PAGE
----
Greenspan Flunks Test, Bush Falls Into $15 Trillion Pit: Books
Review by James Pressley
Bloomberg, May 27 2009
Book Review: Rescue Fatigue
Michael Maiello, 07.16.09, 12:01 AM EDT
Barry Ritholtz’s ”Bailout Nation.”
Named and shamed
Reviewed by Muhammad Cohen
The roots of ‘Bailout Nation’
Commentary: Ritholtz book dissects crisis and Greenspan
By Howard Gold
Bailout study widens the “Big Picture”
Thu Jun 11, 2009 3:47pm EDT
By Pedro Nicolaci da Costa
Economics stories can be unexciting, but recent books try to keep their readers awake.
Miami Herald, Monday, 06.01.09
Las Vegas Business Press
Big bailouts a perversion of capitalism, author argues
October 05, 2009
Faux capitalists look for the free lunch
September 19, 2009
‘Self-Inflicted Damage’: Highlights From ‘Bailout Nation’
New Book From Bailout Critic Barry Ritholtz Takes on Citigroup, Chrysler and More
ABC NEWS Business Unit, May 27, 2009
I did this interview with a financial site some time ago — Its as good a time to post it as any.
How long have you been blogging?
About 5 or 10 years, depending upon your definition.
From a weekly email, I eventually moved to Geocities around 1998. That was kinda blog-like. I started “blogging proper” over the Summer of 2003 – I was a beta tester for Typepad. In late 2008, I moved to my own domain (Ritholtz.com) and Word Press.
What got your started blogging?
Its kinda funny – I originally wanted to access my most recent version of written work. Between the office and laptop and house, I always seemed to have an older version of whatever I was working on. It also find it a convenient way to track/bookmark certain pages and articles.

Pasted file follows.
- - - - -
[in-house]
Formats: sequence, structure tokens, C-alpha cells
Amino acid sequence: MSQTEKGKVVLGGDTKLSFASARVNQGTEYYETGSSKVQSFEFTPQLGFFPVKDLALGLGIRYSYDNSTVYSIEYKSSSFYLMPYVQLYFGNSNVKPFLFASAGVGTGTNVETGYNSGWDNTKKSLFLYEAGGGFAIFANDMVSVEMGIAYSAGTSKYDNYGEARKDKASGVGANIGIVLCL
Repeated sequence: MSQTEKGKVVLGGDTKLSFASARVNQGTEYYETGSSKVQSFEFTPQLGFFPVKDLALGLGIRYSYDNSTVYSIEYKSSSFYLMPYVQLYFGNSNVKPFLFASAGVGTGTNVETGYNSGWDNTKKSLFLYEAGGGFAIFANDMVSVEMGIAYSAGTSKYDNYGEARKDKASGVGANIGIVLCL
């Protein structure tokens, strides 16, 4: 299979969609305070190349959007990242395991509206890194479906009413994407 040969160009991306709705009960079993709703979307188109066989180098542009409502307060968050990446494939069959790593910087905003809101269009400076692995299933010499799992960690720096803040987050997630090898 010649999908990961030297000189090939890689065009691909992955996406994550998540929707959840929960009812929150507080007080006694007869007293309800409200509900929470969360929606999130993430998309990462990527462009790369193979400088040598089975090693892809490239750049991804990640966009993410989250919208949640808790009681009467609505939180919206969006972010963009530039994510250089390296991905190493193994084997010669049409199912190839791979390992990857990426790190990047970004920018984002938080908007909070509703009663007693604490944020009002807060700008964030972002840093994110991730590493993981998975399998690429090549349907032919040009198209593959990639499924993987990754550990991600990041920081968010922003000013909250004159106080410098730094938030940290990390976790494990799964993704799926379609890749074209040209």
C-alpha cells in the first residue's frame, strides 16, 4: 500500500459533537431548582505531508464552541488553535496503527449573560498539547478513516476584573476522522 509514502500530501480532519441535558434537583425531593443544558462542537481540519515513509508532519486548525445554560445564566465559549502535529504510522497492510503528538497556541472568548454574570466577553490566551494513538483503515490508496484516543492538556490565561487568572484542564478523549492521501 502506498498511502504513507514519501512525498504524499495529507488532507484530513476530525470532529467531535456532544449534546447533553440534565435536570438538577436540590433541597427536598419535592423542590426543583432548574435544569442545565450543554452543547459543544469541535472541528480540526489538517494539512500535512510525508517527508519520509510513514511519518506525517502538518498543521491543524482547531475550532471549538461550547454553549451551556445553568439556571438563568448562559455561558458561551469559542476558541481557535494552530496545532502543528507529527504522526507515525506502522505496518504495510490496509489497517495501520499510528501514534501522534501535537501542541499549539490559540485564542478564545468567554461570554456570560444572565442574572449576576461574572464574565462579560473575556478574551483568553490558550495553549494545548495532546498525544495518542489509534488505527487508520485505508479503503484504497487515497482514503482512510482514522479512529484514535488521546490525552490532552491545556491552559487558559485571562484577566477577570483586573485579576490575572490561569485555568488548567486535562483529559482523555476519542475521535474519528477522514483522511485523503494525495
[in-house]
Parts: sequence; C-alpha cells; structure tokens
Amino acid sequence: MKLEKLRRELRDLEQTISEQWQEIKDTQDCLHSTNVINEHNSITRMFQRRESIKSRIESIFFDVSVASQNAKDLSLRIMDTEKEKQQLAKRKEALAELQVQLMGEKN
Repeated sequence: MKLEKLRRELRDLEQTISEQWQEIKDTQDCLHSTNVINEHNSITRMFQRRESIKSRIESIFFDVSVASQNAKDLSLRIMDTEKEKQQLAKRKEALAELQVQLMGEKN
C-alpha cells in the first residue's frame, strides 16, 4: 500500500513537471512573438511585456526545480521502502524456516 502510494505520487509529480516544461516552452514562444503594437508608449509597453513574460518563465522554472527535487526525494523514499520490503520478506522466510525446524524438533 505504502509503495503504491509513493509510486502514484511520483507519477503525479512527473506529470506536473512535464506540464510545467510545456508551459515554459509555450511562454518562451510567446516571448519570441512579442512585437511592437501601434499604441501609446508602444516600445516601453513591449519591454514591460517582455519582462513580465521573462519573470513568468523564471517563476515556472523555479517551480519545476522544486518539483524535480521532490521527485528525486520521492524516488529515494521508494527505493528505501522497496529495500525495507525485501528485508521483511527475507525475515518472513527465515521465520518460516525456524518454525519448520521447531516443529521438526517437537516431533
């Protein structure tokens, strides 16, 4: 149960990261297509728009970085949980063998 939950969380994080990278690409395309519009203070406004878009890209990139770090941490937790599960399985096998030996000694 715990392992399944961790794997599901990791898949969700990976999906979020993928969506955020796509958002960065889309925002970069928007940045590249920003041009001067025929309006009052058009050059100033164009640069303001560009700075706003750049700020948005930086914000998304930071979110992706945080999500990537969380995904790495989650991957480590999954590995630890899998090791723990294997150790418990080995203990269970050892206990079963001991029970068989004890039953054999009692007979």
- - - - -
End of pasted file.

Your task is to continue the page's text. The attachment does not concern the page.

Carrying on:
I was very much surprised when an audience showed up.
What is the focus of your blog, i.e. how does it set you apart from the other bloggers out there?
My focus is whatever interests me. I mean that quite literally – if I find it intriguing, it ends up on the blog. So while there is a lot of sophisticated, high level analysis and commentary, I also drop in lots of asides about cars, movies, music, gadgets, concerts, etc.
I think the combination of markets, economics, investing, and technology is what appeals to people — then the personal stuff lets them get to know me.
Its not a conscious marketing thing . . . I merely scratch whatever is itching.
I did a long video interview with Steve Forbes — it should be posted later this week. Meanwhile, this is part of the pre-interview I did prior to that shoot: What is the greatest financial lesson you’ve ever learned? You’re a monkey. It all comes down to that. You are a slightly clever, pants-wearing primate….Read More
A friend I used to work with who buys distressed debt/CDOs emails me this: I don’t remember when you had this on your site, but it caught my eye. I printed it and hung on my computer screen. I read it once a day. It restores in me faith that my perseverance, honesty and respectful…Read More
Yesterday, I discussed why the Barrons vs Cramer debate was irrelevant, and why people should never invest based on what they watch on TV. A number of commentors observed that despite the many exhortations to think of television as merely entertainment, many a fool are still watching Mad Money for investing insights. When I wrote…Read More